Published: May 4, 2017
Turkey finally got dropped into junk status by the third of the major ratings agencies at the end of January, but this potentially devastating development for the sovereign was so long expected that there is a growing belief that the only way is up from here for the country.
Fitch Ratings cut the Turkish sovereign rating from BBB- to BB+ on January 27, following similar moves from Moody’s and an unsolicited Standard & Poor’s, with the rocky political situation in the country cited as Fitch’s driving factor following a failed coup in the summer of 2016.
“The failed coup attempt in July 2016 has been a critical turning point,” Erkin Isik, a strategist at Turk Ekonomi Bankasi, BNP Paribas’ Turkish partner, told EMEA Finance, “which was followed by rating downgrades to non-investment grade and this led credit spreads to widen.”
While spreads widened, the downgrade might not be as big a condemnation for Turkey as it could have been, as the move was largely expected by markets and investors had already adjusted their Turkish holdings accordingly.
“The rating downgrade was already very much priced in,” Cecile Camilli, head of debt capital markets for CEEMEA at Societe Generale, told EMEA Finance. “If you look at how the markets reacted, it was actually quite positive.”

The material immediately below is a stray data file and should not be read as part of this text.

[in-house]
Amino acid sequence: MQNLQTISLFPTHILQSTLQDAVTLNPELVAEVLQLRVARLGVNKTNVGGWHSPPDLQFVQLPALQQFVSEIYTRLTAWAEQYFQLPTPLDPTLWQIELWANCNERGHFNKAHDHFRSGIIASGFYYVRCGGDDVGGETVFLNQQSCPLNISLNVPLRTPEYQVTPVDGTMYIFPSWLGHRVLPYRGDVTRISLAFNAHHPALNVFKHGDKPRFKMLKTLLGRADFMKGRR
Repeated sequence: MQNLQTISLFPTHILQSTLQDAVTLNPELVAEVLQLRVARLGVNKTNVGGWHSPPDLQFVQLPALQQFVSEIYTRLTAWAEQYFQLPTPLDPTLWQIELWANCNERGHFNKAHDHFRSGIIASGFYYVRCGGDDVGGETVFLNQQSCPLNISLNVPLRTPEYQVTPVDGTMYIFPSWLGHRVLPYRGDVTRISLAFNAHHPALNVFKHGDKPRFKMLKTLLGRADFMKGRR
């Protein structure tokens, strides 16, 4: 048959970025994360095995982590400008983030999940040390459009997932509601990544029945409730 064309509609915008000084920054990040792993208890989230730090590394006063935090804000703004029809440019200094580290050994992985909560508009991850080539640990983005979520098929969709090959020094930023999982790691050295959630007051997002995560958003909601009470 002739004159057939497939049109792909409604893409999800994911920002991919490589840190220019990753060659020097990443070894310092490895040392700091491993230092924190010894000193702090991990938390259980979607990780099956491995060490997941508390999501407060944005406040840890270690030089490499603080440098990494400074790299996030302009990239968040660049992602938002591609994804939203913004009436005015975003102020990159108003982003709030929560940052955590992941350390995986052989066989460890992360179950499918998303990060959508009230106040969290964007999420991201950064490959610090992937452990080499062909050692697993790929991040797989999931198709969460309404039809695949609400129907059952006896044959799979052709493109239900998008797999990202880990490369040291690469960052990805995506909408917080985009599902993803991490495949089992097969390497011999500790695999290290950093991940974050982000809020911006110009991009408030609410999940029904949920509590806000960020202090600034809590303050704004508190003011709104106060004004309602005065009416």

Credit default swaps on Turkish five-year sovereign debt was flat on the day of the downgrade at 270bp, and had tightened to 260bp by early February.
In the immediate aftermath of the downgrade, the sovereign’s due 2027 bonds shot up by two-thirds of a point to 101.179, a bond trader who could not be named as they are not permitted to speak to the press told EMEA Finance. They moved tighter in Z-spread terms, too, ratcheting in up to 10bp tighter on intra-day trading.
“This mood brings a classic ‘sell the rumour, buy the fact’ trade in Turkey,” said a second trader via email. “Fitch downgrades them to junk late Friday, but Turkish lira and all the sovereign and bank paper much firmer [on the Monday]...one point higher in the long end.”
This poses something of a conundrum for bond investors, as while Turkish debt is performing well, the fundamentals that have seen it rated junk by all three agencies are still a major concern.
“In many respects there are good reasons to be cautious,” said Tim Ash, senior sovereign strategist at BlueBay Asset Management.